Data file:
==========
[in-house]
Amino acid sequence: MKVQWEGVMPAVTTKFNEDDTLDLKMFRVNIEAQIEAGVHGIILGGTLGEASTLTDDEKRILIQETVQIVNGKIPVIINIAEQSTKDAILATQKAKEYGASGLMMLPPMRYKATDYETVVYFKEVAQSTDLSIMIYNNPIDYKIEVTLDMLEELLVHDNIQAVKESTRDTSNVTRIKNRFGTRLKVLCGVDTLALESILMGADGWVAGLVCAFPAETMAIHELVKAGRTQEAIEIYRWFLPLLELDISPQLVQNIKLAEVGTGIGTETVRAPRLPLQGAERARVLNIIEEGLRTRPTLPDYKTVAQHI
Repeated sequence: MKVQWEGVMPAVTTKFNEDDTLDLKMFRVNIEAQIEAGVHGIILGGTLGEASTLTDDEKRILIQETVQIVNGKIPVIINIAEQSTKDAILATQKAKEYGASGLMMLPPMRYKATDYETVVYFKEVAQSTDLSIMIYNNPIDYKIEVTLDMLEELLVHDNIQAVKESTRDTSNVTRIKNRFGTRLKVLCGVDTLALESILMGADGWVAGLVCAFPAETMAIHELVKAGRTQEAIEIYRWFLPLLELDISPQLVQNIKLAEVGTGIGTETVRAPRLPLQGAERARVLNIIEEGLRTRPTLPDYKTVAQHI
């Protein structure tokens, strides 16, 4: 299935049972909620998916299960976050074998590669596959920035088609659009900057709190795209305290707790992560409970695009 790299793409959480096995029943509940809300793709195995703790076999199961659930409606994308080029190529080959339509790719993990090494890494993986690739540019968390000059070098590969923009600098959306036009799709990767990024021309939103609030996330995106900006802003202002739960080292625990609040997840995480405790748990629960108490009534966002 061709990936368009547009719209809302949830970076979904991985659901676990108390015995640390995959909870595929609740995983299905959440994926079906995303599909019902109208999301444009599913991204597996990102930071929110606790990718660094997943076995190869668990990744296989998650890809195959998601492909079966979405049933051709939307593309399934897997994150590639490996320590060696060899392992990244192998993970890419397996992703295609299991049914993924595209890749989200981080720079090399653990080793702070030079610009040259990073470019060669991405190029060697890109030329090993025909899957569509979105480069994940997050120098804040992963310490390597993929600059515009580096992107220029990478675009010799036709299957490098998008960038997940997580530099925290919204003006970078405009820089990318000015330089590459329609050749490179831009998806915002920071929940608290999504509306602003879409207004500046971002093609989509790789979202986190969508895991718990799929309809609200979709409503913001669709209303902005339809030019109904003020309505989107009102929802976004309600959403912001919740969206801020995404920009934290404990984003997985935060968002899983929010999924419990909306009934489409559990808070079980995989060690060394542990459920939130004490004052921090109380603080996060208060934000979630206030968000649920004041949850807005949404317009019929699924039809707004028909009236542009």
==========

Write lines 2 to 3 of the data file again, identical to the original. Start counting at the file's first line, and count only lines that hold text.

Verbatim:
Amino acid sequence: MKVQWEGVMPAVTTKFNEDDTLDLKMFRVNIEAQIEAGVHGIILGGTLGEASTLTDDEKRILIQETVQIVNGKIPVIINIAEQSTKDAILATQKAKEYGASGLMMLPPMRYKATDYETVVYFKEVAQSTDLSIMIYNNPIDYKIEVTLDMLEELLVHDNIQAVKESTRDTSNVTRIKNRFGTRLKVLCGVDTLALESILMGADGWVAGLVCAFPAETMAIHELVKAGRTQEAIEIYRWFLPLLELDISPQLVQNIKLAEVGTGIGTETVRAPRLPLQGAERARVLNIIEEGLRTRPTLPDYKTVAQHI
Repeated sequence: MKVQWEGVMPAVTTKFNEDDTLDLKMFRVNIEAQIEAGVHGIILGGTLGEASTLTDDEKRILIQETVQIVNGKIPVIINIAEQSTKDAILATQKAKEYGASGLMMLPPMRYKATDYETVVYFKEVAQSTDLSIMIYNNPIDYKIEVTLDMLEELLVHDNIQAVKESTRDTSNVTRIKNRFGTRLKVLCGVDTLALESILMGADGWVAGLVCAFPAETMAIHELVKAGRTQEAIEIYRWFLPLLELDISPQLVQNIKLAEVGTGIGTETVRAPRLPLQGAERARVLNIIEEGLRTRPTLPDYKTVAQHI